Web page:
47.Many submissions from members of the public support the view of Rev Marcus Hobson that: “For the Government to abandon devolution in this matter would create a democratic deficit, the majority in Westminster clearly don’t represent the majority in N. Ireland as expressed in recent elections and the vote in the N.I. Assembly in 2016.”66

48.In contrast, many of those who wrote to us about their own experiences of seeking abortion in Northern Ireland expressed frustration about the impact of there being no functioning Assembly and called for the UK Government to act. One woman said, “Stormont has not functioned for over two years. We are being punished and neglected at every turn as a result of this. It simply is the responsibility of the UK government to step in to provide support in lots of areas, but especially in this case.”67 We heard from researchers, campaigners and legal experts who supported this view.

49.Caoilfhionn Gallagher QC told us in her oral evidence that there was no constitutional impediment to Westminster reforming the law on abortion. She went on to say that:

the Secretary of State has the power to direct Northern Ireland Departments to take such action as may be required under international obligations. In the circumstances that we are now in, it seems, in the absence of a constitutional impediment to Westminster acting, and with no indication of the position of the power vacuum in Northern Ireland changing, the residual power Westminster has should now be activated and Westminster should take action.68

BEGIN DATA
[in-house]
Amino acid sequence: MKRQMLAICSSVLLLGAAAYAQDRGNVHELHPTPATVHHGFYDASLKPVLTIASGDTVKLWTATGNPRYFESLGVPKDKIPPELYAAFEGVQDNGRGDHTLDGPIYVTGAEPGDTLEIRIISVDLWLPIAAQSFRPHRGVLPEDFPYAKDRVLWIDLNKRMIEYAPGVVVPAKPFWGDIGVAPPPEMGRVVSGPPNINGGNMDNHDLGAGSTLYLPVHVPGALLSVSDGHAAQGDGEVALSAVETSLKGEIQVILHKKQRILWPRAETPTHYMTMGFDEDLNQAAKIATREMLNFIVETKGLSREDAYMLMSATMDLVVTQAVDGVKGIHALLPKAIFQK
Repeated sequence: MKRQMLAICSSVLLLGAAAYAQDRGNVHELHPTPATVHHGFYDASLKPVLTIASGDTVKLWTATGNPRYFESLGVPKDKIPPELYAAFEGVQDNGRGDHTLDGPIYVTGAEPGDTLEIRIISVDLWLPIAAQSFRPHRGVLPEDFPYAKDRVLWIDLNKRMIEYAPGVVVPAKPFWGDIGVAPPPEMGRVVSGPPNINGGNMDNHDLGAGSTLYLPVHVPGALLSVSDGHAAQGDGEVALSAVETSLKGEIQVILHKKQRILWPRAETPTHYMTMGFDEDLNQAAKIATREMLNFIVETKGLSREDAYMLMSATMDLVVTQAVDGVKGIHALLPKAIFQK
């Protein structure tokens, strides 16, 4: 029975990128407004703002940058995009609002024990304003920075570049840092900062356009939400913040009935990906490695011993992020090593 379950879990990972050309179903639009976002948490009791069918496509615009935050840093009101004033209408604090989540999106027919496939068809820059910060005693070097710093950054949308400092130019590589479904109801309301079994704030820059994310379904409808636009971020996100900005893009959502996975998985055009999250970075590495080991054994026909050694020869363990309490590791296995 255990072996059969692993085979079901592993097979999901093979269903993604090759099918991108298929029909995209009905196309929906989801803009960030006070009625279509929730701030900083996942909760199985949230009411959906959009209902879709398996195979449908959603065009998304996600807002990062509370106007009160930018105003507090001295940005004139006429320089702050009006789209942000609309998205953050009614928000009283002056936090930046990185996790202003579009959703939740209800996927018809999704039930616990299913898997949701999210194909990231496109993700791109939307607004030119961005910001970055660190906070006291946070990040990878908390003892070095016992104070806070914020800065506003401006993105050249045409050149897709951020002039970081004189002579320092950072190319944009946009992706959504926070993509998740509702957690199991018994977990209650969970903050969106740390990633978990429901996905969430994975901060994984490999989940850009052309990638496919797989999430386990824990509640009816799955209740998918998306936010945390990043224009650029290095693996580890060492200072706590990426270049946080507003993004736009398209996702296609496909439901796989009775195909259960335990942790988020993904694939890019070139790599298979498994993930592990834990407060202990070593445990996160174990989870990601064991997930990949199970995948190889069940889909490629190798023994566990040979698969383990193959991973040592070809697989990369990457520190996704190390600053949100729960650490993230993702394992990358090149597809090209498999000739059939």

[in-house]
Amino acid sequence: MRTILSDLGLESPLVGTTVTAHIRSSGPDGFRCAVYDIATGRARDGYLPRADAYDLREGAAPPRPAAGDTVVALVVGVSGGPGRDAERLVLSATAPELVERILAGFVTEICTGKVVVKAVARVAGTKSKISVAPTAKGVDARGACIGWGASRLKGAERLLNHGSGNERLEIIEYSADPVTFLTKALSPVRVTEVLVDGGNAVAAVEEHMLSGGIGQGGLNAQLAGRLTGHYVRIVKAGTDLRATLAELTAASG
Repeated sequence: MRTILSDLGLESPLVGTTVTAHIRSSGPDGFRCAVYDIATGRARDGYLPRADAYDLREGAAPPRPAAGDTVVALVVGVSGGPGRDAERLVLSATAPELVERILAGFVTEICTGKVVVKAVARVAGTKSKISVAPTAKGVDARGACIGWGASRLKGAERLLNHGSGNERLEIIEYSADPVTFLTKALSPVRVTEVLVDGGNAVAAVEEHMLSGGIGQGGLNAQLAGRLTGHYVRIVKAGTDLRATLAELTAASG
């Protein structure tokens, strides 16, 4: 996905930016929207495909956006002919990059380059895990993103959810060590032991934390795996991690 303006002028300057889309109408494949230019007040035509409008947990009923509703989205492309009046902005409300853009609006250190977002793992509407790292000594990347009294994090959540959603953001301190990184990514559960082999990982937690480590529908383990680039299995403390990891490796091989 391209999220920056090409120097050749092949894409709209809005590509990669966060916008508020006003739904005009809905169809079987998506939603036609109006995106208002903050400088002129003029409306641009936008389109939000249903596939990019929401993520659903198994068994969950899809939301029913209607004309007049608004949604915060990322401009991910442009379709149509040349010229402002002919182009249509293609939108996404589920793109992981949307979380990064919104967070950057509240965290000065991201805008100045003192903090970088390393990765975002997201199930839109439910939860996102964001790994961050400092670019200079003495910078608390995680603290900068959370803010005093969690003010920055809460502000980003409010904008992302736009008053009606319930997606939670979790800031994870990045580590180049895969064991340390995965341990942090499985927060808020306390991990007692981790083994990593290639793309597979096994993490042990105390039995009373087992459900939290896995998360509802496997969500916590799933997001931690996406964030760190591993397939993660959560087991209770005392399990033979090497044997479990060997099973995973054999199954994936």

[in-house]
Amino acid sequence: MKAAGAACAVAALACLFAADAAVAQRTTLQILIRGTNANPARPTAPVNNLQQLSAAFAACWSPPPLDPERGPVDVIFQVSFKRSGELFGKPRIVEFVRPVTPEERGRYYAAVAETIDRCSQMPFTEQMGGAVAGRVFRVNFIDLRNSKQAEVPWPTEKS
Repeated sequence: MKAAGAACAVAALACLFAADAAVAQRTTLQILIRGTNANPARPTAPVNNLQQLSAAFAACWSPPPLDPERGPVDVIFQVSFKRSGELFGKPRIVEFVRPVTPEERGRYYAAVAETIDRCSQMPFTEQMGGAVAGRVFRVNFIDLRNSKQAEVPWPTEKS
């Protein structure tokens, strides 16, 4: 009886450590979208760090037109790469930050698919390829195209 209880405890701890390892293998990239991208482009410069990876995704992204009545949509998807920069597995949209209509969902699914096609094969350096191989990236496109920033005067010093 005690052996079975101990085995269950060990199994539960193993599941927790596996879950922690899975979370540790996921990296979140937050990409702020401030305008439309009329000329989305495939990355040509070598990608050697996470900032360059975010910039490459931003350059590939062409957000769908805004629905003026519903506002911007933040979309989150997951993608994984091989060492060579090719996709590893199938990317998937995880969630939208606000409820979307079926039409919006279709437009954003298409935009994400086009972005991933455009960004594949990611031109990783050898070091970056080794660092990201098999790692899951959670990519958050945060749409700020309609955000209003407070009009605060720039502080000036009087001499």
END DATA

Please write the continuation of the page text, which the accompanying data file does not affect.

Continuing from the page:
50.The CEDAW Committee also addresses the issue of devolution in its report on abortion in Northern Ireland. It notes that, under international law, all acts of State organs are attributable to the State and that internal law cannot be used to justify its failure. Furthermore, under General Recommendation 28 of the CEDAW Convention itself, the delegation of government powers “does not negate the direct responsibility of the State party’s national or federal Government to fulfil its obligations to all women within its jurisdiction.”69

51.We respect the principle of devolution and believe it is rightly the responsibility of the Northern Ireland Assembly to legislate on matters relating to abortion law. One of the consequences of devolution is that decisions may be taken which both differ from those taken in the rest of the United Kingdom and with which people in the rest of the United Kingdom may disagree. However, there are specific obligations for the Northern Ireland Assembly not to pass Acts that are contrary to the UK’s international obligations. Furthermore, devolution does not remove the UK Government’s own responsibilities to comply with its international obligations and internal laws cannot be used to justify a failure to comply with human rights standards.

62 Northern Ireland Office (ANI0411)

66 Rev Marcus Hobson (ANI0236)

67 Alliance for Choice (ANI0370)

69 General recommendation No. 28 on the core obligations of States parties under article 2 of the Convention on the Elimination of All Forms of Discrimination against Women

Published: 25 April 2019